Though sometimes dismissed by critics, particularly in the United States, the Godzilla movies are some of the best-loved but least understood films in the world. The modifications made by American distributors—adding unsuitable footage, making changes in the musical score, even altering the plot—take away from the subtlety that makes the movies so popular in Japan. Then there are the dubbed voices—a matter of ridicule for American audiences and critics alike.This work is a thorough and critical account of the Godzilla movies focusing on how differences in American and Japanese culture, as well as differences in their respective film industries, underlie the discrepancies in the Japanese and American versions of the film. For each film, there are exhaustive filmographic data for both the Japanese and American versions, including plot synopses, cast, credits, and detailed production notes. The various political and social subtexts of the movies are also thoroughly covered.
With actress Pam Grier’s breakthrough in Coffy and Foxy Brown, women entered action, science fiction, war, westerns and martial arts films—genres that had previously been considered the domain of male protagonists. This ground-breaking cinema, however, was—and still is—viewed with ambivalence. While women were cast in new and exciting roles, they did not always arrive with their femininity intact, often functioning both as a sexualized spectacle and as a new female hero rather than female character. This volume contains an in-depth critical analysis and study of the female hero in popular film from 1970 to 2005. It examines five female archetypes: the dominatrix, the Amazon, the daughter, the mother and the rape-avenger. The entrance of the female hero into films written by, produced by and made for men is viewed through the lens of feminism and post-feminism arguments. Analyzed works include films with actors Michelle Yeoh and Meiko Kaji, the Alien films, the Lara Croft franchise, Charlie’s Angels, and television productions such as Xena: Warrior Princess and Alias.
Library Journal calls it a "witty, riff-filled romp" through rock film history. The review notes that the book is "unabashedly (and quite refreshingly subjective)," as well as "idiosyncratic" and opines that the format allows for the author to "display his deep knowledge and affection for the subject."
Rock and roll, baby!
Tuesday, May 08, 2007
Monday, May 07, 2007
Production Diary: Scoring “The House Between”
By César Gallegos/Mateo Latosa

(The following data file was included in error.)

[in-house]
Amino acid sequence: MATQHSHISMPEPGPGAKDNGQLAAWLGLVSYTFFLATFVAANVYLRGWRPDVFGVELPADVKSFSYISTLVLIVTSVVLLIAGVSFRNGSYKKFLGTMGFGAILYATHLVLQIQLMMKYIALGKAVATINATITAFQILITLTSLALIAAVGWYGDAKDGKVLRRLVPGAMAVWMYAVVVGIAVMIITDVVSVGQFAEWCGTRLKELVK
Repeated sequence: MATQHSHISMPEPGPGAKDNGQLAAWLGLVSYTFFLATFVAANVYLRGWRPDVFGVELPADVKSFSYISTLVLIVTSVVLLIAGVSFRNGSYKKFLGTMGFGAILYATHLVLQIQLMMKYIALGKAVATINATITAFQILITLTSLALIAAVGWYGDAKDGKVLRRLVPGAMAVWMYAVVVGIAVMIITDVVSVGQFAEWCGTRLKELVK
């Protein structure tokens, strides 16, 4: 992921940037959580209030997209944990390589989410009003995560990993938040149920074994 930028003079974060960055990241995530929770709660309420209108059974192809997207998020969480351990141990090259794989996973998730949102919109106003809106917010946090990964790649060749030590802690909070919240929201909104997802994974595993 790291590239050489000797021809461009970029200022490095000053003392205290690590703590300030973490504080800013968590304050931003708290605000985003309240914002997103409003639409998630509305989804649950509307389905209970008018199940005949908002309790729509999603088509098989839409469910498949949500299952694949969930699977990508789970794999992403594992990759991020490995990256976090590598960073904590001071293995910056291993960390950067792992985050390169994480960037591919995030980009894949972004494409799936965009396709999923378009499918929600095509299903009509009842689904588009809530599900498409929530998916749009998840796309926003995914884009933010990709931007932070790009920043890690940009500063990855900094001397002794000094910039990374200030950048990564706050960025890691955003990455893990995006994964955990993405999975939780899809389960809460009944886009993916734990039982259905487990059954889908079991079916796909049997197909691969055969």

Our discussions with the director, John Kenneth Muir, during the pre-production phase gave us a good idea of what he was looking for in terms of a score. The overall tone of THB was described to us as mysterious, apprehensive, mournful, and strange.
John was very clear that despite the series’ science fiction trappings, that he didn’t want an electronic (spacey) score. Rather he wanted the instrumentation to feature traditional acoustic instrumentation and for the series to be scored as a drama.
We understood his sentiments, though we knew that this would prove, for the most part, impossible given the limitations we faced. However, we also knew that an electronically created score using samples of acoustic instruments would provide us with a workable alternative.
Ironically, during our first recording session, in which we laid down seven “demo” tracks (including "Ominous," "Sad Chords," "After the Death," "Waiting," Introspection," and "Wistful Thinking") —to give John a sense of our style and approach to scoring the series—the piece he liked most was the one we had been convinced he’d reject ("Sad Chords") because of its use of undisguised electronics. In fact, this piece became the very first one he used (in Trailer #1). As well, the other pieces recorded during this initial session were used on the rest of the trailers and throughout the series.
In most scores, themes will be written for each of the major characters and often for particular locations as well. The score to THB is no exception. Sometimes a generic cue was chosen by the director as a particular character’s theme, for example Astrid’s theme ("Introspection"). Other times, we’d compose a theme based on our perception of the character (Arlo). The rest of the character themes were written to fit the needs of the director. John would send us an email with a description of what feelings a theme should evoke, and we’d get to work.
Scoring a film or a television show presents the composer, simultaneously, with an inspiration for creativity and limitations on it. Each cue has a purpose to fulfill. It has to underscore the emotional or physical beats of a scene. As well, cues often have pre-determined lengths, which limits our ability to fully develop and resolve musical themes.
Often we had to turn away from musical directions that beckoned… Nevertheless, it became a challenge to think economically, to push ourselves to get each cue to work to work its magic quickly.